Etymology
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denature (v.)

"alter (something) so as to change its nature," 1878, from French dénaturer (Old French desnaturer "change the nature of; make unnatural"); see de- + nature. Earlier it meant "to make unnatural" (1680s). Earlier in the modern sense of denature was denaturalize (1812). Related: Denatured.

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Denmark 

Scandinavian country from Dane, the people's name, + Danish mark "border" (see mark (n.1)). The modern form is attested from late 14c. (from earlier Denemarke, c. 1200, from Old English Dene-mearce), but originally it meant western Scandinavia generally, "the lands of the Danes and Northmen." As an adjective, Middle English had Dene-marchish.

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Dennis 
masc. proper name, from French Denis, ultimately from Latin Dionysius, name of an important 6c. Church father, from Greek Dionysos, god of wine and revelry.
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denominational (adj.)

"pertaining to a religious denomination or sect," 1838; see denomination + -al (1). Related: Denominationalism "tendency to divide into sects or denominations, inclination to emphasize distinguishing characteristics as opposed to general principles" (1845).

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dentifrice (n.)

early 15c., dentifricie, "substance used in cleaning the teeth," from Latin dentifricium "powder for rubbing the teeth," from dens (genitive dentis) "tooth" (from PIE root *dent- "tooth") + fricare "to rub" (see friction).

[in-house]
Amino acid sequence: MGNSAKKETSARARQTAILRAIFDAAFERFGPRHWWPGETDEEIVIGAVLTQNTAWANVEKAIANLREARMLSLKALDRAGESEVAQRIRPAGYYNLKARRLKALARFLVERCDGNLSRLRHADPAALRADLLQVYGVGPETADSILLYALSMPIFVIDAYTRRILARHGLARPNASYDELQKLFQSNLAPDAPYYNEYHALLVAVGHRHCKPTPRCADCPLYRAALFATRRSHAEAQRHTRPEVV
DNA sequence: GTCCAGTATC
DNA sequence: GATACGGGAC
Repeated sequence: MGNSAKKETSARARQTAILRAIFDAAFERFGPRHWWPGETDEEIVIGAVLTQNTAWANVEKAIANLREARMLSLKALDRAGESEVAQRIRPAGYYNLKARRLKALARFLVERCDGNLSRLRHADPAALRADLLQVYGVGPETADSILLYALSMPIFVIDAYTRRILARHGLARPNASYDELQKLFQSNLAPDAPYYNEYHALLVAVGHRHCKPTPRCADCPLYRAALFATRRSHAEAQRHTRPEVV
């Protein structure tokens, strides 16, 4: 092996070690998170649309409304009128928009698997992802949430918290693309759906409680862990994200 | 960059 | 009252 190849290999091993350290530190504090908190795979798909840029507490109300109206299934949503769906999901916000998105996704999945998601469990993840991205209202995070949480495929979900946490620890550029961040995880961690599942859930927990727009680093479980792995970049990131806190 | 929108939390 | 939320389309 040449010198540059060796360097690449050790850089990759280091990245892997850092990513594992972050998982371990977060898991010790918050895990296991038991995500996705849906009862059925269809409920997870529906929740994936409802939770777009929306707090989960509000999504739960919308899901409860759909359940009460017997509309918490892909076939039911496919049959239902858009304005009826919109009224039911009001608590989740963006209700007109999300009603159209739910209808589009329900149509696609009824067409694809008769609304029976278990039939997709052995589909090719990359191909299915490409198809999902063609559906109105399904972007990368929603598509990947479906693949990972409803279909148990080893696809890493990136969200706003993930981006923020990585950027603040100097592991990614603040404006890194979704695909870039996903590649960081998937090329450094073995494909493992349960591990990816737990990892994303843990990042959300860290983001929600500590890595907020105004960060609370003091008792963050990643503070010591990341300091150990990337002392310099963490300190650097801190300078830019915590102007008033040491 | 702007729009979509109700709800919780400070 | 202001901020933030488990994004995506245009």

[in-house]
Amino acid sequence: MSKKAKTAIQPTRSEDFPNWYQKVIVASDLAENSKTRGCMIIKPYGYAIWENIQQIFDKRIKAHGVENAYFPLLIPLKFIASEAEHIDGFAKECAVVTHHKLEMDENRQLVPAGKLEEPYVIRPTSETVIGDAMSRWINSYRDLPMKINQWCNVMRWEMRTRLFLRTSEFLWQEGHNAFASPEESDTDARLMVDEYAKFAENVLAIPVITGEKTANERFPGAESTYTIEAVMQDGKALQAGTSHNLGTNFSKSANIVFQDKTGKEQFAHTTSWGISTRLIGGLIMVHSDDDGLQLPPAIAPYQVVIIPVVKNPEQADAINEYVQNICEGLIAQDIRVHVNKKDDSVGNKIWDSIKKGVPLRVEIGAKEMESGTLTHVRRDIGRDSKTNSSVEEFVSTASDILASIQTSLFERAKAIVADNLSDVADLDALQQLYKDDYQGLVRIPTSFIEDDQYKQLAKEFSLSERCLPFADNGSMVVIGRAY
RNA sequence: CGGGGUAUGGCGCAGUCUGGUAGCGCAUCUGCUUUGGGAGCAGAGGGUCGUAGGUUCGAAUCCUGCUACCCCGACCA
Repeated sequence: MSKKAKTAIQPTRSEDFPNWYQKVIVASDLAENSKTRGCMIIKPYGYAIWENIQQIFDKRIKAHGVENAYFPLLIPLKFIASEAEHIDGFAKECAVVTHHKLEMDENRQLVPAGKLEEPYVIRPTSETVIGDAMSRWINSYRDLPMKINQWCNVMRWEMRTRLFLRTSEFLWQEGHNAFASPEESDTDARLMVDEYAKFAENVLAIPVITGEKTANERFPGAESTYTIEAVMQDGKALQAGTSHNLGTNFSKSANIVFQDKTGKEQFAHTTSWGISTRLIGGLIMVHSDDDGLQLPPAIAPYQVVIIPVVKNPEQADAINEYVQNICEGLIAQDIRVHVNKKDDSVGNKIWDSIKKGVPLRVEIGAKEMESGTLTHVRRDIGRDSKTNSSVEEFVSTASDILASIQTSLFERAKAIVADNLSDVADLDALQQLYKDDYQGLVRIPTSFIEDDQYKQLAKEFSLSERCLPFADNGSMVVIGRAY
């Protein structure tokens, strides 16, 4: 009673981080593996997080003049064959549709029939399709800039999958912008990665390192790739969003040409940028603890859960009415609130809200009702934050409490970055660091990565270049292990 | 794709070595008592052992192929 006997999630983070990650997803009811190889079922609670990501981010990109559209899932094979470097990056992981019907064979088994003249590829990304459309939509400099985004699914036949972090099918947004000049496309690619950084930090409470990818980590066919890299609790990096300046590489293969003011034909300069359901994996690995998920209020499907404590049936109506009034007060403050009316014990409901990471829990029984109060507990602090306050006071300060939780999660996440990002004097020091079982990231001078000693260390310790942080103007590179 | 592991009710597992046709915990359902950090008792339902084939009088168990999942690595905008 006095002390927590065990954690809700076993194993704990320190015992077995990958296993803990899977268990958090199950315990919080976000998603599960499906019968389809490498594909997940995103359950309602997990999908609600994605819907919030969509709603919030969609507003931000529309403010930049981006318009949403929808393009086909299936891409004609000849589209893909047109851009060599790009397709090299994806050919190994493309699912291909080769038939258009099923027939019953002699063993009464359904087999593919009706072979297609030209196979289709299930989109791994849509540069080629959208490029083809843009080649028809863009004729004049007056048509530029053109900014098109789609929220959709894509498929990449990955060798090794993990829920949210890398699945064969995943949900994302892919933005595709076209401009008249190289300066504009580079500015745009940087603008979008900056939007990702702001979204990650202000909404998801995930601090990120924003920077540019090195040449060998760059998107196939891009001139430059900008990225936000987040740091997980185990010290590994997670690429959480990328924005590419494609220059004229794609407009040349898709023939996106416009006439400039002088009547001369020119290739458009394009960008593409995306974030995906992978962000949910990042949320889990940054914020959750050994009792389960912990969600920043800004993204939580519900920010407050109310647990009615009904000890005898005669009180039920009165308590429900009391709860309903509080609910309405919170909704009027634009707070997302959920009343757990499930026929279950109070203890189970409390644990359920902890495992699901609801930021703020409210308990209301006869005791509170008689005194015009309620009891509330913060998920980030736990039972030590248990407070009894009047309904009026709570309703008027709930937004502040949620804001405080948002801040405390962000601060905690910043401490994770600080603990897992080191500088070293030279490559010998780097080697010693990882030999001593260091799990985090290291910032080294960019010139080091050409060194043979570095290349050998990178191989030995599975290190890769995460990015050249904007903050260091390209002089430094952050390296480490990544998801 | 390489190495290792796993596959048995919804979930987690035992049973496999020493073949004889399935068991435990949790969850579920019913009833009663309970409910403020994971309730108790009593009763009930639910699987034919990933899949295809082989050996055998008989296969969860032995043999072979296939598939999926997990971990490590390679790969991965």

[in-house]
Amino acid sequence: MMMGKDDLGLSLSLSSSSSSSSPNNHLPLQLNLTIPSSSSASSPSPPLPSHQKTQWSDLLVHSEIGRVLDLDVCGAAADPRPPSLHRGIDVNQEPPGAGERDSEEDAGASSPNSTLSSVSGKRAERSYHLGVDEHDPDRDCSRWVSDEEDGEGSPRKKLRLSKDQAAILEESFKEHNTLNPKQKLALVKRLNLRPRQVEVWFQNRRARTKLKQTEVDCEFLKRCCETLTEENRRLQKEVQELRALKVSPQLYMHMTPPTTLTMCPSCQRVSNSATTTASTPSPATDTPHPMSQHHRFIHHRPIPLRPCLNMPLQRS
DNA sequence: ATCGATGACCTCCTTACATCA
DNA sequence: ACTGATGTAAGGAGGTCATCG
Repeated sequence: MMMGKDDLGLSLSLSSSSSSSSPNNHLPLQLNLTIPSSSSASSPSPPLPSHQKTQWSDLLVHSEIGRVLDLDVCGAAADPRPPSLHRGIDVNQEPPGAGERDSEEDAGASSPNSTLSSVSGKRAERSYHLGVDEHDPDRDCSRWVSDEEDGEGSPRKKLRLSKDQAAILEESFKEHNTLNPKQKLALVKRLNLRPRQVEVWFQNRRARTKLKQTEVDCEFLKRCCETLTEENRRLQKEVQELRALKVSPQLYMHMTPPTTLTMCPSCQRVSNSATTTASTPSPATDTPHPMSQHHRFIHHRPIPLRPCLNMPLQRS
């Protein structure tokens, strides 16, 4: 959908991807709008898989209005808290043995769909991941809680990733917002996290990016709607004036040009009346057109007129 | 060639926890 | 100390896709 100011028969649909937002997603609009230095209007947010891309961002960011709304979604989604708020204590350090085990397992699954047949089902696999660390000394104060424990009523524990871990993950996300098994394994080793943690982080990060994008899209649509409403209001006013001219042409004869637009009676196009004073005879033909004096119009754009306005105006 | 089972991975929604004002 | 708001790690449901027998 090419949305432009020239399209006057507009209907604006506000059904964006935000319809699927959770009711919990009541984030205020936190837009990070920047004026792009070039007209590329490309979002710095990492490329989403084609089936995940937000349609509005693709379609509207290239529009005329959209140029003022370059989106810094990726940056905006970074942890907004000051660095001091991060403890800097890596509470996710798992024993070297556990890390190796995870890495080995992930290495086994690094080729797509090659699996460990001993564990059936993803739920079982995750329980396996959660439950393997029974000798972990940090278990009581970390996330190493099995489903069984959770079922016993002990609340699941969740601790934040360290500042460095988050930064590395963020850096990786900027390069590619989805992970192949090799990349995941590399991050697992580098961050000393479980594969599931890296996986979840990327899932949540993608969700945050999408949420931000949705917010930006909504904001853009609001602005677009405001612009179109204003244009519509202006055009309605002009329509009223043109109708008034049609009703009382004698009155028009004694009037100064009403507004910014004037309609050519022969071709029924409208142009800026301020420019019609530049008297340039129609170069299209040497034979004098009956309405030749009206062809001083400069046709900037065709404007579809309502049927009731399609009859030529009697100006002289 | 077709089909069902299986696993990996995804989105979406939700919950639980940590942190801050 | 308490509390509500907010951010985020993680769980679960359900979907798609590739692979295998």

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non-denominational (adj.)

also nondenominational, "of no denomination," 1893, from non- + denominational.

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denigration (n.)

early 15c., denigracioun, "act of making or becoming black, darkening, discoloration," from Late Latin denigrationem (nominative denigratio), noun of action from past-participle stem of Latin denigrare "to blacken; to defame," from de-"completely" (see de-) + nigr-, stem of niger "black," which is of unknown origin. Figurative sense "blackening of character or reputation" is by 1868.

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dendrochronology (n.)

"dating by tree rings," 1928; see dendro- "tree" + chronology. As a native alternative, tree-time was proposed.

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dengue (n.)

"febrile epidemic disease of the tropics," 1828, from West Indian Spanish dengue, from an African source, perhaps Swahili dinga "seizure, cramp," with form influenced by Spanish dengue "prudery" (perhaps because sufferers walk stiffly and erect due to the painful joints which characterize the disease). The disease is from East Africa and was introduced into the West Indies in 1827.

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dense (adj.)

early 15c., "closely compacted, thick," from Latin densus "thick, crowded; cloudy," which is of uncertain etymology, perhaps related to Greek dasys "hairy, shaggy; thick with leaves," as a grammatical term, "aspirated," but even this is in doubt. Figurative sense of "difficult to penetrate" (of writing, etc.) is from 1732; that of "stupid" is first recorded 1822. Related: Densely; denseness.

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